Improvements in medical imaging techniques have provided clinicians the ability to obtain detailed brain images of patients at lower costs. This increased availability of rich data opens up new avenues of research that promise better understanding of common brain ailments such as Alzheimer’s Disease and dementia. Improved data mining techniques, however, are required to leverage these new data sets to identify intermediate disease states (e.g., mild cognitive impairment) and perform early diagnosis.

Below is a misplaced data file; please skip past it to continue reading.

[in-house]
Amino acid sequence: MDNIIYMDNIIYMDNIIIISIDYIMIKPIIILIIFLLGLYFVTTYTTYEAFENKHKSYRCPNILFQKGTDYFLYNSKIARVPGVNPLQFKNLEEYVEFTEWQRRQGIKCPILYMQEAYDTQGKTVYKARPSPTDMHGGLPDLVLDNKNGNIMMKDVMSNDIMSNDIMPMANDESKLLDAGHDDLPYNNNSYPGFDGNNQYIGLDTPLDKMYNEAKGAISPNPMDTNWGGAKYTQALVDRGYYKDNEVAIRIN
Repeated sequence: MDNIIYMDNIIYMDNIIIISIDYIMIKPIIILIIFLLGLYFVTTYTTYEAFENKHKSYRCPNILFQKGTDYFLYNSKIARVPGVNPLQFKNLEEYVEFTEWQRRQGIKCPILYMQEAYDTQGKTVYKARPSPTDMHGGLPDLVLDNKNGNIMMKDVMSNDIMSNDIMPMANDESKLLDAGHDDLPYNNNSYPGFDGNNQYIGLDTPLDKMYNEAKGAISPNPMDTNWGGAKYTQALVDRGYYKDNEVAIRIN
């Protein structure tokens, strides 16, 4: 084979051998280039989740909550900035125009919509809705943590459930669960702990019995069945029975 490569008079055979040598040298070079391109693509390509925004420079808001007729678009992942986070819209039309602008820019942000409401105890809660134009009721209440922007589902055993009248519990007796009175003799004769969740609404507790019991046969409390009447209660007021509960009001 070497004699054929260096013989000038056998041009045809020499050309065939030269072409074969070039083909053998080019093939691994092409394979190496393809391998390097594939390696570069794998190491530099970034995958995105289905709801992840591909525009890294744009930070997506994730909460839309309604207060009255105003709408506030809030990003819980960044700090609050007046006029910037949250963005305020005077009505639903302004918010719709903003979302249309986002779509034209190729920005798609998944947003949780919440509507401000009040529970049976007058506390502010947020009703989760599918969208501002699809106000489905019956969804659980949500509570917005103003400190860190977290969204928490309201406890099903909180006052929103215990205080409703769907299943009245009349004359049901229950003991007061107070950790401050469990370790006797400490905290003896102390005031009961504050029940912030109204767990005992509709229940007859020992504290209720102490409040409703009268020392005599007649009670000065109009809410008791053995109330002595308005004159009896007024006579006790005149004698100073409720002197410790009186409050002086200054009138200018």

We propose a graphical model framework based on conditional random fields (CRFs) to mine MRI brain images. As a proof-of-concept, we apply CRFs to the problem of brain tissue segmentation. Experimental results show robust and accurate performance on tissue segmentation comparable to other state-of-the-art segmentation methods. In addition, results show that our algorithm generalizes well across data sets and is less susceptible to outliers. Our method relies on minimal prior knowledge unlike atlas-based techniques, which assume images map to a normal template. Our results show that CRFs are a promising model for tissue segmentation, as well as other MRI data mining problems such as anatomical segmentation and disease diagnosis where atlas assumptions are unreliable in abnormal brain images.